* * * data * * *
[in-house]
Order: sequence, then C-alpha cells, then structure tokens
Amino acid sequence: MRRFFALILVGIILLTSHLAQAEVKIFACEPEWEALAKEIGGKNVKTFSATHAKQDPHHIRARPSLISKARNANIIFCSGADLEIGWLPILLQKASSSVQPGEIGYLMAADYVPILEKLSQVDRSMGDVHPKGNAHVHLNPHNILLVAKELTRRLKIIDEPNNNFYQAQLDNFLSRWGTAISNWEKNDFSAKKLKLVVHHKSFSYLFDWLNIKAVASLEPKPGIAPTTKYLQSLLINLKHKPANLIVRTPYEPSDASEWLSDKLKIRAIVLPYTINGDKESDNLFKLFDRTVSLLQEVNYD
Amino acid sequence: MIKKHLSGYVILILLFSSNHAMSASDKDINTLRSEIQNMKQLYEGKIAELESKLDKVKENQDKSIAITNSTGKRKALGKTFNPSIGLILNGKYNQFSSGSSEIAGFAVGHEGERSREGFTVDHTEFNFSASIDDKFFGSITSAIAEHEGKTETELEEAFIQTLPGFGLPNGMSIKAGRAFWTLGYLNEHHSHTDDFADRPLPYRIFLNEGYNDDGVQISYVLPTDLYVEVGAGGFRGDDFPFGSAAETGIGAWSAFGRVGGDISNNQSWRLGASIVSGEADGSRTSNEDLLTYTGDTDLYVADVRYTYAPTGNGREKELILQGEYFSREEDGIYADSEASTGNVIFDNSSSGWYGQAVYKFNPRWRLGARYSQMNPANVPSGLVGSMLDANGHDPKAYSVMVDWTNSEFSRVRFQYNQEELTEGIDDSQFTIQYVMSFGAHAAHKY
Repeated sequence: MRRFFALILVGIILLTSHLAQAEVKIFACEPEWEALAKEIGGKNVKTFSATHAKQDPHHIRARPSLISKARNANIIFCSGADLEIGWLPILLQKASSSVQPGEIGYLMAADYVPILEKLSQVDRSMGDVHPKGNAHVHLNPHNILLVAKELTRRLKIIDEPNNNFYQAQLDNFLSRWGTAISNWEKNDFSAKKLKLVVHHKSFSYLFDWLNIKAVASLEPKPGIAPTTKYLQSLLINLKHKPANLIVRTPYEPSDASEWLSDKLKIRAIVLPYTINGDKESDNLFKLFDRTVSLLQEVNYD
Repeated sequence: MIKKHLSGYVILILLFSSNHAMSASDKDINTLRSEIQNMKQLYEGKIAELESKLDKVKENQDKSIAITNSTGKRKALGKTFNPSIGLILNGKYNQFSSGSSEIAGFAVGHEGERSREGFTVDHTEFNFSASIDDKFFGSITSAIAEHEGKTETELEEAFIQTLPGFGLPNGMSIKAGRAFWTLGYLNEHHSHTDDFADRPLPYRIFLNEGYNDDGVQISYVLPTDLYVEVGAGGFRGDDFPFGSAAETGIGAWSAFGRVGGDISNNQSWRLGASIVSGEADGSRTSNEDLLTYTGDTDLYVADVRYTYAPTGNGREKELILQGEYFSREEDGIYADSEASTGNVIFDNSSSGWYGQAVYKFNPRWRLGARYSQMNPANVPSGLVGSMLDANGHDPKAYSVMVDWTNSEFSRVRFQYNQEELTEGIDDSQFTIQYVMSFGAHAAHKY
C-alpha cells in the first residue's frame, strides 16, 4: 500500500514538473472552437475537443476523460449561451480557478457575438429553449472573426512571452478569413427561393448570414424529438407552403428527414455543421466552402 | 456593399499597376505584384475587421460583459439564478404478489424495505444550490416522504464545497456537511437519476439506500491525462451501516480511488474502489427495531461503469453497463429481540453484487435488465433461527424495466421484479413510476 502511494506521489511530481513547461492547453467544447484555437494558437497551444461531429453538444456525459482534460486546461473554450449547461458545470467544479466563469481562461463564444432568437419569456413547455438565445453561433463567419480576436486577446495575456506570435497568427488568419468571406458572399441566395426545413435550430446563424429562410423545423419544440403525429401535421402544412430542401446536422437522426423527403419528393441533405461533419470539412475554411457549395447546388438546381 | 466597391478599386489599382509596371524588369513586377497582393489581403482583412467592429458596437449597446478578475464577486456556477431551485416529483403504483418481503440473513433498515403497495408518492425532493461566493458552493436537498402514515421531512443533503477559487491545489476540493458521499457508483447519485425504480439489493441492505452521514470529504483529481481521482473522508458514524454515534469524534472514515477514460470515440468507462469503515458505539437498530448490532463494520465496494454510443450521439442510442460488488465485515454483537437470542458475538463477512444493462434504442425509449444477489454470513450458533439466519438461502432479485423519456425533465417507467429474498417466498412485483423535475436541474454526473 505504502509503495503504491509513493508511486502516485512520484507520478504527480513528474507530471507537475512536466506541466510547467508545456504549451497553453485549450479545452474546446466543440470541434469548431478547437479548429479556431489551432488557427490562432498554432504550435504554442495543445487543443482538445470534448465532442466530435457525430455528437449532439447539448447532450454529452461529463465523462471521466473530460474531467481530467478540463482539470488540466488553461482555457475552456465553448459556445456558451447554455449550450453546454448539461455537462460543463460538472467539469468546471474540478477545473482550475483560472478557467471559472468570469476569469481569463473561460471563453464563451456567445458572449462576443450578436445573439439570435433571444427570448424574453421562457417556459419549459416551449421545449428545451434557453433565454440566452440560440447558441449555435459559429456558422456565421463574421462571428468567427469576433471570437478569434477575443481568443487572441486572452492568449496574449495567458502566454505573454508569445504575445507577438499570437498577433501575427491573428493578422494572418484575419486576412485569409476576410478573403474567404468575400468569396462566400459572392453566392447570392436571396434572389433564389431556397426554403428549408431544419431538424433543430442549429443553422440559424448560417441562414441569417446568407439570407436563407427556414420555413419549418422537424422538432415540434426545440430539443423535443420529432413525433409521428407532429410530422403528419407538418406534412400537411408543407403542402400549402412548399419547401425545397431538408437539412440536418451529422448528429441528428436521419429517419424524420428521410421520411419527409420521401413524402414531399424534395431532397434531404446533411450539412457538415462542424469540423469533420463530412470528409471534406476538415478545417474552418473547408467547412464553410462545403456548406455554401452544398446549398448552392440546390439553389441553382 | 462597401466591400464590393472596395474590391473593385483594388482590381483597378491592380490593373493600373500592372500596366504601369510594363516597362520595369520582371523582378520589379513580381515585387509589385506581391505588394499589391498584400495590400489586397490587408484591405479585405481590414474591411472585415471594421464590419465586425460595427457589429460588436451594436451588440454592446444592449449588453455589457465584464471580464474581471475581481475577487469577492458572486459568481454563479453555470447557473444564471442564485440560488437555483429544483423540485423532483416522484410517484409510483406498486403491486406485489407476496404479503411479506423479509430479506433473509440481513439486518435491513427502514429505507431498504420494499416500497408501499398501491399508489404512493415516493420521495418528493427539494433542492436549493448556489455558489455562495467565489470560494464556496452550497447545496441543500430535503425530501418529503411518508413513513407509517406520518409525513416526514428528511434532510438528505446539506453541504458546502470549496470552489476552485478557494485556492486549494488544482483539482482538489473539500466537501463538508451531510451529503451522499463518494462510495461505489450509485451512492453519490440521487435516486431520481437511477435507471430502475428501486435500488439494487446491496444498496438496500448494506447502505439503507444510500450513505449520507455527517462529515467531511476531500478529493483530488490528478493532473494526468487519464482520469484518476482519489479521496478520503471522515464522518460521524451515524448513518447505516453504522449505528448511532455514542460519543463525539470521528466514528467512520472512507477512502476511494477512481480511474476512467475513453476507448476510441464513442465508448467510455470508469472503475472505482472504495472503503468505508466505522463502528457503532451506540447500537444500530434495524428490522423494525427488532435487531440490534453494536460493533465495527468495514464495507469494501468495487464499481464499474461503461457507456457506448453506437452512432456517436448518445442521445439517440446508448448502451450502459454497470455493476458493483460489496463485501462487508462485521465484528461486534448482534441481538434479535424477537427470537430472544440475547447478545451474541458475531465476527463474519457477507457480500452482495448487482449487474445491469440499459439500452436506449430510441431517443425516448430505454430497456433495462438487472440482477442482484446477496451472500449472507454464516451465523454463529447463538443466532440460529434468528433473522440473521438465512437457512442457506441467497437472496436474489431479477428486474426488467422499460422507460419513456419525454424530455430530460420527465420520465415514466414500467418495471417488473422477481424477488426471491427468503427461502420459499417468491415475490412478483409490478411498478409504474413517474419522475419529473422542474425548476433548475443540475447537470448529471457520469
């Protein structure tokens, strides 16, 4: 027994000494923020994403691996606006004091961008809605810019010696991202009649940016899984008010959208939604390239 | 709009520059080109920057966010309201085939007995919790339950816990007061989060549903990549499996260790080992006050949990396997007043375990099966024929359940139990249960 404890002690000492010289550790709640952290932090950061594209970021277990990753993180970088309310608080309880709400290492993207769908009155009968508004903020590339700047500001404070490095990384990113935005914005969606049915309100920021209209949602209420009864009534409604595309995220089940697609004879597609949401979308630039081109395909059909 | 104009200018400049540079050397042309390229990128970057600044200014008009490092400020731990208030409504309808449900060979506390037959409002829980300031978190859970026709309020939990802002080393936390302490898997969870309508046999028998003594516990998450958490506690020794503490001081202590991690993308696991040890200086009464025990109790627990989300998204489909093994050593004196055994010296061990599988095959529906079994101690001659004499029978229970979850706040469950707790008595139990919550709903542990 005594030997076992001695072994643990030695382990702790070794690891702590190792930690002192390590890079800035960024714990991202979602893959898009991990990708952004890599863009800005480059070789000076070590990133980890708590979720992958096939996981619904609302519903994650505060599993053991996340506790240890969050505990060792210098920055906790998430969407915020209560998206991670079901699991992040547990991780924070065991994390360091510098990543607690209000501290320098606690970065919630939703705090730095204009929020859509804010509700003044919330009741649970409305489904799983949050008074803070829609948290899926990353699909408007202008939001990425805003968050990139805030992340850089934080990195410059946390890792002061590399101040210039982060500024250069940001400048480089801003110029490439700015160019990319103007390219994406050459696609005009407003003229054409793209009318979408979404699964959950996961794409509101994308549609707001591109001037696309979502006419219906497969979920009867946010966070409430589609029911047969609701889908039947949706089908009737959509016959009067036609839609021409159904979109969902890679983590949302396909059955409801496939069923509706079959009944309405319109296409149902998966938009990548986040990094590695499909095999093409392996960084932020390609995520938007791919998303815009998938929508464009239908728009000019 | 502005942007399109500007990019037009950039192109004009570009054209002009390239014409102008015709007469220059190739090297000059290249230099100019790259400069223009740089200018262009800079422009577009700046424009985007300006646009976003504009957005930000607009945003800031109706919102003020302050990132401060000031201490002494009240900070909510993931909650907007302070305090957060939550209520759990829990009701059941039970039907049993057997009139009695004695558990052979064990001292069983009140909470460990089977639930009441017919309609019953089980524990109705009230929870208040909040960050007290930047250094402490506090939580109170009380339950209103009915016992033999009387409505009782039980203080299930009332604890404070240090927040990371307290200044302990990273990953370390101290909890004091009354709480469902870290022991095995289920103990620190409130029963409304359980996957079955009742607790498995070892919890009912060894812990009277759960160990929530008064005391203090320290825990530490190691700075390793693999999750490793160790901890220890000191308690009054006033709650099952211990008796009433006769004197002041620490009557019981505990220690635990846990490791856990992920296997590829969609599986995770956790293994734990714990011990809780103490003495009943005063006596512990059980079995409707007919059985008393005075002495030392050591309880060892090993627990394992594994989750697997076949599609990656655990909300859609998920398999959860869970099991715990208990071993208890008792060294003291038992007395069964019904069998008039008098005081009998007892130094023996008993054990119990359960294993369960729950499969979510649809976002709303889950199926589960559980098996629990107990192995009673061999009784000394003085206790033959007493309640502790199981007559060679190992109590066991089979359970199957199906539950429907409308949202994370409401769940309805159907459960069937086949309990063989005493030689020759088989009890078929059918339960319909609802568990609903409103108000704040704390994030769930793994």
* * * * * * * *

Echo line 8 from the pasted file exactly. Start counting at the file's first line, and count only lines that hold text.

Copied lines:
């Protein structure tokens, strides 16, 4: 027994000494923020994403691996606006004091961008809605810019010696991202009649940016899984008010959208939604390239 | 709009520059080109920057966010309201085939007995919790339950816990007061989060549903990549499996260790080992006050949990396997007043375990099966024929359940139990249960 404890002690000492010289550790709640952290932090950061594209970021277990990753993180970088309310608080309880709400290492993207769908009155009968508004903020590339700047500001404070490095990384990113935005914005969606049915309100920021209209949602209420009864009534409604595309995220089940697609004879597609949401979308630039081109395909059909 | 104009200018400049540079050397042309390229990128970057600044200014008009490092400020731990208030409504309808449900060979506390037959409002829980300031978190859970026709309020939990802002080393936390302490898997969870309508046999028998003594516990998450958490506690020794503490001081202590991690993308696991040890200086009464025990109790627990989300998204489909093994050593004196055994010296061990599988095959529906079994101690001659004499029978229970979850706040469950707790008595139990919550709903542990 005594030997076992001695072994643990030695382990702790070794690891702590190792930690002192390590890079800035960024714990991202979602893959898009991990990708952004890599863009800005480059070789000076070590990133980890708590979720992958096939996981619904609302519903994650505060599993053991996340506790240890969050505990060792210098920055906790998430969407915020209560998206991670079901699991992040547990991780924070065991994390360091510098990543607690209000501290320098606690970065919630939703705090730095204009929020859509804010509700003044919330009741649970409305489904799983949050008074803070829609948290899926990353699909408007202008939001990425805003968050990139805030992340850089934080990195410059946390890792002061590399101040210039982060500024250069940001400048480089801003110029490439700015160019990319103007390219994406050459696609005009407003003229054409793209009318979408979404699964959950996961794409509101994308549609707001591109001037696309979502006419219906497969979920009867946010966070409430589609029911047969609701889908039947949706089908009737959509016959009067036609839609021409159904979109969902890679983590949302396909059955409801496939069923509706079959009944309405319109296409149902998966938009990548986040990094590695499909095999093409392996960084932020390609995520938007791919998303815009998938929508464009239908728009000019 | 502005942007399109500007990019037009950039192109004009570009054209002009390239014409102008015709007469220059190739090297000059290249230099100019790259400069223009740089200018262009800079422009577009700046424009985007300006646009976003504009957005930000607009945003800031109706919102003020302050990132401060000031201490002494009240900070909510993931909650907007302070305090957060939550209520759990829990009701059941039970039907049993057997009139009695004695558990052979064990001292069983009140909470460990089977639930009441017919309609019953089980524990109705009230929870208040909040960050007290930047250094402490506090939580109170009380339950209103009915016992033999009387409505009782039980203080299930009332604890404070240090927040990371307290200044302990990273990953370390101290909890004091009354709480469902870290022991095995289920103990620190409130029963409304359980996957079955009742607790498995070892919890009912060894812990009277759960160990929530008064005391203090320290825990530490190691700075390793693999999750490793160790901890220890000191308690009054006033709650099952211990008796009433006769004197002041620490009557019981505990220690635990846990490791856990992920296997590829969609599986995770956790293994734990714990011990809780103490003495009943005063006596512990059980079995409707007919059985008393005075002495030392050591309880060892090993627990394992594994989750697997076949599609990656655990909300859609998920398999959860869970099991715990208990071993208890008792060294003291038992007395069964019904069998008039008098005081009998007892130094023996008993054990119990359960294993369960729950499969979510649809976002709303889950199926589960559980098996629990107990192995009673061999009784000394003085206790033959007493309640502790199981007559060679190992109590066991089979359970199957199906539950429907409308949202994370409401769940309805159907459960069937086949309990063989005493030689020759088989009890078929059918339960319909609802568990609903409103108000704040704390994030769930793994």